Editorial| Volume 54, ISSUE 2, Pxv, April 2023

Download started.



      Since orthopedic surgery was first performed, innovation has driven technological advancements in the diagnosis and treatment of patients with musculoskeletal injuries. The evolution of computers with Internet and cloud technology, improvements in imaging, and the development of artificial intelligence (AI) and additive manufacturing have created a “paradigm shift” in orthopedic surgery and overall health care. Diagnostic challenges are being met by high-tech improvements in imaging, such as three-dimensional (3D) computerized tomography and four-dimensional MRI. Computer navigation and simulation programs are now assisting with preoperative planning. Robot-assisted surgery has become common in many facilities, playing a crucial role in total joint arthroplasty, spine surgery, and tumor reconstruction. These robotic systems offer better precision and accurate implant placement, resulting in reproducible patient outcomes. Sensor-based technology now allows monitoring of postoperative recovery and rehabilitation after joint replacement, and AI is finding its way from basic science to clinical applications in areas of preoperative risk assessment and image recognition that will aid surgeons in making clinical decisions. Current technology will continue to expand and be incorporated into orthopedic practices, and it is imperative that these new developments be implemented only after a careful study of risks versus benefits as well as costs.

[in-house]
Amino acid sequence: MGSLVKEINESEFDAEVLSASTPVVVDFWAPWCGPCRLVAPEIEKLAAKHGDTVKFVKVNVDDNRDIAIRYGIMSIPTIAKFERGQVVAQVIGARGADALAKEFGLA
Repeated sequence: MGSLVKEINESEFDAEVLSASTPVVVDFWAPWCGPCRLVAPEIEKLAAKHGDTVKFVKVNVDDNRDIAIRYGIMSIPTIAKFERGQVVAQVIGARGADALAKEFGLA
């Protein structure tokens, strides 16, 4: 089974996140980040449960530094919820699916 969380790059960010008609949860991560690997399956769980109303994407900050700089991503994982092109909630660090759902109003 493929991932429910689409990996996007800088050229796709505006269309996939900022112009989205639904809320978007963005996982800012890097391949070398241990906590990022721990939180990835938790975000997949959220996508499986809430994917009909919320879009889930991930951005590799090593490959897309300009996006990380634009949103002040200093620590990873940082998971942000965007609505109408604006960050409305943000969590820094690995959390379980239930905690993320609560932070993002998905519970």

This issue is devoted to these rapidly evolving technologies. It includes articles on robot-assisted total joint replacement of the hip, knee, and shoulder, with findings that suggest improved functional positioning of implants leads to better patient outcomes. These robotic and navigational systems likely represent the future of total joint arthroplasty, and reports indicate they can be done safely and efficiently in ambulatory-surgery settings in select patients. Also gaining traction are telemedicine and remote patient monitoring via wearable or implantable sensors, which are showing promising results especially in total joint rehabilitation.
      The integrity and longevity of implants have long been concerns in arthroplasty. Corrosion occurs with metal alloys and can occasionally impair function or adversely affect patients. This is one area where AI can assist by determining the likelihood of that occurring. With translational studies on AI lacking, this issue includes a systematic review of the literature on AI and its use in predicting implant corrosion. Also included is a survivorship study of 3D-printed unicompartmental knee arthroplasties in 92 patients that notes favorable early outcomes with an 8.6% overall complication rate.
      The use of robotics has gained a foothold in total joint reconstruction, but the most frequent application is in spine surgery. Two studies published in this issue, one in adult and one in pediatric spine surgery, note that computer navigation increases accuracy of pedicle screw placement and can achieve maximum deformity correction while avoiding vascular or neurologic complications. Decreased radiation exposure to surgeons and minimally invasive surgery application are additional benefits.
      Technological advancements have occurred in the field of cartilage repair as well. This issue discusses the treatment of osteochondral lesions of the ankle, including augmentation with biologic adjuvants for small lesions and the use of osteochondral transplantation for large lesions that can be enhanced by using biologic adjuvants.
      As always, I thank the authors for their outstanding contributions and hope that readers find these articles useful as they contemplate incorporating newer technologies into their practices.